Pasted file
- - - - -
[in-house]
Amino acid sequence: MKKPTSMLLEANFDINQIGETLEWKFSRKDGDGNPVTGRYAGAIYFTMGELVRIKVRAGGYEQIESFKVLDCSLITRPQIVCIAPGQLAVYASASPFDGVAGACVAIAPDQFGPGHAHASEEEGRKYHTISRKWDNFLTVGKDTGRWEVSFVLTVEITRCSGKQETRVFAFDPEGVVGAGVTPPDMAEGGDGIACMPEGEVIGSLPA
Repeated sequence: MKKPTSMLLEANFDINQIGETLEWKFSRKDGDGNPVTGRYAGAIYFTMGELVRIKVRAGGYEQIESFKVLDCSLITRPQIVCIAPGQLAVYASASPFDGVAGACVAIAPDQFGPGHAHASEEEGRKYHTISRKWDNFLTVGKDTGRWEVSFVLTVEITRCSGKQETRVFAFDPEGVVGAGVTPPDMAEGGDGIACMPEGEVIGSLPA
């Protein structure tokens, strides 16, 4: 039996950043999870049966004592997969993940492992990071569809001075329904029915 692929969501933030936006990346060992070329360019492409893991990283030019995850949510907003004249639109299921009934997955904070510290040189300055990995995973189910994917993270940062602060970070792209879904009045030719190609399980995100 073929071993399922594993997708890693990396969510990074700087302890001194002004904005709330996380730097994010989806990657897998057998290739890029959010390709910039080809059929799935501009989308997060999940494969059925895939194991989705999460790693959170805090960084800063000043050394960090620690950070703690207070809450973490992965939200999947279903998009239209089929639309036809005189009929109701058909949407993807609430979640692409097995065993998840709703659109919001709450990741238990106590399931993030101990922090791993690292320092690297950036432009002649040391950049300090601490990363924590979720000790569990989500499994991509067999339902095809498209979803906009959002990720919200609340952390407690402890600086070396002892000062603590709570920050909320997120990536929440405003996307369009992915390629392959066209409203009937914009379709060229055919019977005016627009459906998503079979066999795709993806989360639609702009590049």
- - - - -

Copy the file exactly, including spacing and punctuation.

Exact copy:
[in-house]
Amino acid sequence: MKKPTSMLLEANFDINQIGETLEWKFSRKDGDGNPVTGRYAGAIYFTMGELVRIKVRAGGYEQIESFKVLDCSLITRPQIVCIAPGQLAVYASASPFDGVAGACVAIAPDQFGPGHAHASEEEGRKYHTISRKWDNFLTVGKDTGRWEVSFVLTVEITRCSGKQETRVFAFDPEGVVGAGVTPPDMAEGGDGIACMPEGEVIGSLPA
Repeated sequence: MKKPTSMLLEANFDINQIGETLEWKFSRKDGDGNPVTGRYAGAIYFTMGELVRIKVRAGGYEQIESFKVLDCSLITRPQIVCIAPGQLAVYASASPFDGVAGACVAIAPDQFGPGHAHASEEEGRKYHTISRKWDNFLTVGKDTGRWEVSFVLTVEITRCSGKQETRVFAFDPEGVVGAGVTPPDMAEGGDGIACMPEGEVIGSLPA
């Protein structure tokens, strides 16, 4: 039996950043999870049966004592997969993940492992990071569809001075329904029915 692929969501933030936006990346060992070329360019492409893991990283030019995850949510907003004249639109299921009934997955904070510290040189300055990995995973189910994917993270940062602060970070792209879904009045030719190609399980995100 073929071993399922594993997708890693990396969510990074700087302890001194002004904005709330996380730097994010989806990657897998057998290739890029959010390709910039080809059929799935501009989308997060999940494969059925895939194991989705999460790693959170805090960084800063000043050394960090620690950070703690207070809450973490992965939200999947279903998009239209089929639309036809005189009929109701058909949407993807609430979640692409097995065993998840709703659109919001709450990741238990106590399931993030101990922090791993690292320092690297950036432009002649040391950049300090601490990363924590979720000790569990989500499994991509067999339902095809498209979803906009959002990720919200609340952390407690402890600086070396002892000062603590709570920050909320997120990536929440405003996307369009992915390629392959066209409203009937914009379709060229055919019977005016627009459906998503079979066999795709993806989360639609702009590049």